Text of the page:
Having a smooth ride, especially riding through bends effortlessly, on your motorbike involves a lot of straight road riding and cornering techniques, and it is the mastery of these techniques that will make you better than the next rider. Some of these techniques that encompass the many aspects of riding include movements from side to side, steering inputs, gear shifts, brake application and most importantly throttle control. One problem that most riders face is the wrong application of the throttle while making a turn at a sharp bend. Most riders find it hard to make a smooth transitioning from off-throttle to on-throttle and this poor throttle control affects the rider.
As a rider, your cornering control is highly dependent on your cornering techniques, and this is evident in the timing and processing with which you roll on and off the throttle. While making a corner, it is best to keep an equal distribution of weight on the tires. Even for a bike that is moving in a straight motion, rolling on the throttle will shift the weight into the rear wheel while rolling off the throttle will move the weight towards the front. For you to keep the traction throughout the cornering process, it would be best to maintain weight distribution when leaned over.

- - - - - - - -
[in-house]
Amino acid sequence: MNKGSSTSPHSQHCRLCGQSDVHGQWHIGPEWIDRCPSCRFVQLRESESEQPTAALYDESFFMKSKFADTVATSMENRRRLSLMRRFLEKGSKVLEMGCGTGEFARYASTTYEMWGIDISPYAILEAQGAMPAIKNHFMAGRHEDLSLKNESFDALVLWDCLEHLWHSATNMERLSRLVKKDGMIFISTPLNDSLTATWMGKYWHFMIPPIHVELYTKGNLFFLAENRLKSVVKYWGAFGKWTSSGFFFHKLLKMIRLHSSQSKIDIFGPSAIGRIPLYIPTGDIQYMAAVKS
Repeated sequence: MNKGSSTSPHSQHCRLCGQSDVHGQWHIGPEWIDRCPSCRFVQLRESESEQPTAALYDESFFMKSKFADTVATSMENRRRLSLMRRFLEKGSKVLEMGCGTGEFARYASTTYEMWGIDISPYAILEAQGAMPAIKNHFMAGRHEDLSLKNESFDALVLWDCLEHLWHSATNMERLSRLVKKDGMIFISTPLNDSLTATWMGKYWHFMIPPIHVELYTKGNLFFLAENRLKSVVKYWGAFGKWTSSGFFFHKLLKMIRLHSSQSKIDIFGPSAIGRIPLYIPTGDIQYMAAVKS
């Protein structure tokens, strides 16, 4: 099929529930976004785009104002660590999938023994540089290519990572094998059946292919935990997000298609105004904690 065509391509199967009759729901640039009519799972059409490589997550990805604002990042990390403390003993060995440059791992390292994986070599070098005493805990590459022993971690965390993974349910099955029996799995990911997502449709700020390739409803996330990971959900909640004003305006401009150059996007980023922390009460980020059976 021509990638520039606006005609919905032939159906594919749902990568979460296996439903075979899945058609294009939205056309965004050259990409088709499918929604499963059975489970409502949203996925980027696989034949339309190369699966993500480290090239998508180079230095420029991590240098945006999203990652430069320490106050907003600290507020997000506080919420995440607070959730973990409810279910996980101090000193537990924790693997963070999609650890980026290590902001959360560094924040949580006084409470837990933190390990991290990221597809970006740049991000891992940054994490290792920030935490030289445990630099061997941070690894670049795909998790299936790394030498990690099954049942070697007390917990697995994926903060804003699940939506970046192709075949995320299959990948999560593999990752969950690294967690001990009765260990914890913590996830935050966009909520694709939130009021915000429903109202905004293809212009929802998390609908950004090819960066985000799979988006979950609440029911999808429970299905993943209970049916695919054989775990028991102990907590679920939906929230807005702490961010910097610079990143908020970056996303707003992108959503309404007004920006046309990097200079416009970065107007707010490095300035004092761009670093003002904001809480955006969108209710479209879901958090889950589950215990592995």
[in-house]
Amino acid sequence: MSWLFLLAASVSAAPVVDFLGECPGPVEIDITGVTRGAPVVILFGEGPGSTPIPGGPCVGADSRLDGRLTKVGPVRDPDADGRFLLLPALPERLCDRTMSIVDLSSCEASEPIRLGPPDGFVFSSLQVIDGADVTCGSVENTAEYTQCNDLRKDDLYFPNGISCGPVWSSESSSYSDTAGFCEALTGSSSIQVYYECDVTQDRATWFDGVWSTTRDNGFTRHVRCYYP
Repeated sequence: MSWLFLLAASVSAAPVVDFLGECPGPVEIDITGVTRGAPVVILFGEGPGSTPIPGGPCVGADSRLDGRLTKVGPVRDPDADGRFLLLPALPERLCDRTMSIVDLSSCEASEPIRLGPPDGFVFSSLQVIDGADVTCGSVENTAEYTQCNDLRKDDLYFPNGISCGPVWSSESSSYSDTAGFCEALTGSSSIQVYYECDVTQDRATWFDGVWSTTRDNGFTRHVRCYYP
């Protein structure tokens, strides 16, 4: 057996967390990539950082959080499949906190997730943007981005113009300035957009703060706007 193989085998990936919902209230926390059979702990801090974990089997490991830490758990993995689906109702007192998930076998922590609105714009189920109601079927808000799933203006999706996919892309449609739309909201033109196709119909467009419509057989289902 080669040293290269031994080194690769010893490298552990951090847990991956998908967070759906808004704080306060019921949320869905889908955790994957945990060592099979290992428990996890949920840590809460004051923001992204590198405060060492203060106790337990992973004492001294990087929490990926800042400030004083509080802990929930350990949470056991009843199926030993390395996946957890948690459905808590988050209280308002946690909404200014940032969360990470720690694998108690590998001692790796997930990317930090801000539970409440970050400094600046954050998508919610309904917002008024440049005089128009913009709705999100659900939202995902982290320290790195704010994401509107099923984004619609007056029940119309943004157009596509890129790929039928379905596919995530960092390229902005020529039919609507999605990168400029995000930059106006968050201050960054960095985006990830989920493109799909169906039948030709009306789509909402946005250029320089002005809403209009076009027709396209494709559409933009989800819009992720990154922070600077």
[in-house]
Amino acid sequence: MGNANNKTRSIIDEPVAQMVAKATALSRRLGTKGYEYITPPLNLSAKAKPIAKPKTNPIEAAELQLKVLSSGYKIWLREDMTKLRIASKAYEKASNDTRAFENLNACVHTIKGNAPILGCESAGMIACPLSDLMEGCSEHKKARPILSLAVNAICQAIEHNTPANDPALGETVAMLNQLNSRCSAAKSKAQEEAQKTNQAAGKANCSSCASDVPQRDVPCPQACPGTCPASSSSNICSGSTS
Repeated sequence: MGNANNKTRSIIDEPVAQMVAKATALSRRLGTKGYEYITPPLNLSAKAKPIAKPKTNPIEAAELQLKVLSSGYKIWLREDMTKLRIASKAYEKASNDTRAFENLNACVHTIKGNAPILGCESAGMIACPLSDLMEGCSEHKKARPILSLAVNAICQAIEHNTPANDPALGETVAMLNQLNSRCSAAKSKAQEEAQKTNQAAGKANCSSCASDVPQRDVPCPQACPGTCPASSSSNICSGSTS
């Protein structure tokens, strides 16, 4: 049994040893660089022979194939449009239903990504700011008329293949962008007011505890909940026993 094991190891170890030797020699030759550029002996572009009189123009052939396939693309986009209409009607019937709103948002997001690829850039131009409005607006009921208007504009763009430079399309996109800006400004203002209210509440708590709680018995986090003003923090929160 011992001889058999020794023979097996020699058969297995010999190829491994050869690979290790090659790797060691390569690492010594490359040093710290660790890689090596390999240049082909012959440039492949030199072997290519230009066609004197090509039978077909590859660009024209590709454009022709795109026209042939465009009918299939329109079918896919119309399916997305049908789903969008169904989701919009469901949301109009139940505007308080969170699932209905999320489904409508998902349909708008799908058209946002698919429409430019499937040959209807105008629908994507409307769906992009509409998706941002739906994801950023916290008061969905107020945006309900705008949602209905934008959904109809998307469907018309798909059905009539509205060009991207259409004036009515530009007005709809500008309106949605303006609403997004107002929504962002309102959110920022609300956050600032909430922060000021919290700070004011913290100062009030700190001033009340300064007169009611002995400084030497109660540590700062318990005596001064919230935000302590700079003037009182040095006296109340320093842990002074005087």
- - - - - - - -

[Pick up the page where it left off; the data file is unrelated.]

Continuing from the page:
While a bike is in the middle of the cornering process, you should remember that almost 100 percent of the tires will be in traction. At this point, no part of the tire is available for acceleration. Trying to create acceleration without first reducing the cornering force (which is by lifting the bike from maximum lean) can increase the chance of having a crash. The crash occurs because when acceleration is initiated the tires will be unable to handle the combined forces of acceleration and cornering. But if you can smoothly open the throttle for just a fraction, you can begin your acceleration when the bike is more leaned over.
It probably goes without saying, but our bike racing data loggers come with Race Studio 3. This video gets into how the software can be used for the type of analysis you have to be able to do on your acceleration and braking.
It’s worthy however to note that controlling the bike during cornering can be dependent on the rider’s experience. An inexperienced rider will apply the throttle abruptly while a rider with some degree of expertise might become overanxious and apply too much throttle while making a corner.
Conclusively, to maintain traction and facilitate a smooth cornering process, it is necessary to ensure that both the throttle input and braking system occur as smoothly as possible and the throttle is applied with ease over some time. Undeniably, this will take some practice and a small understanding of how your fingers work; however, discovering the technique that works for you and flowing with it is of great essence.
Have a great ride!